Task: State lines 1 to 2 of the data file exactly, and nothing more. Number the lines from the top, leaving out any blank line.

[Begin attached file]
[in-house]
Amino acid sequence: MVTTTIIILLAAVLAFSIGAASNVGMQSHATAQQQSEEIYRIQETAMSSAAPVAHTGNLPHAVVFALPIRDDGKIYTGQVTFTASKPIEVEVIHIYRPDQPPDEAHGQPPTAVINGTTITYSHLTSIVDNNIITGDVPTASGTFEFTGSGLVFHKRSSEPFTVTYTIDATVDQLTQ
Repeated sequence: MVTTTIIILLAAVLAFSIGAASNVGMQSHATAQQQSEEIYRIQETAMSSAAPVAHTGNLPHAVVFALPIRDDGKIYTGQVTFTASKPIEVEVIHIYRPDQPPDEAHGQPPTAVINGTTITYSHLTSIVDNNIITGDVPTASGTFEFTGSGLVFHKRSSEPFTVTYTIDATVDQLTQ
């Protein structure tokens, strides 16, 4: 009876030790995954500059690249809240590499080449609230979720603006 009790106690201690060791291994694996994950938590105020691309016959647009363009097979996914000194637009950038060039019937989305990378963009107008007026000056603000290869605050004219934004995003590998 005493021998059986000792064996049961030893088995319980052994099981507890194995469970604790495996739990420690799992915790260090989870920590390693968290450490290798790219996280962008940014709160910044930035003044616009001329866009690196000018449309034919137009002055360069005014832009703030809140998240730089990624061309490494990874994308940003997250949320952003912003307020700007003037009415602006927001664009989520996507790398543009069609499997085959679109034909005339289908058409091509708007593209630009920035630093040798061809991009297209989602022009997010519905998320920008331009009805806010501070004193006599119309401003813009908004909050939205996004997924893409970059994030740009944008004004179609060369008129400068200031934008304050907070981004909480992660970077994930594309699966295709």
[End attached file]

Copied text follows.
[in-house]
Amino acid sequence: MVTTTIIILLAAVLAFSIGAASNVGMQSHATAQQQSEEIYRIQETAMSSAAPVAHTGNLPHAVVFALPIRDDGKIYTGQVTFTASKPIEVEVIHIYRPDQPPDEAHGQPPTAVINGTTITYSHLTSIVDNNIITGDVPTASGTFEFTGSGLVFHKRSSEPFTVTYTIDATVDQLTQ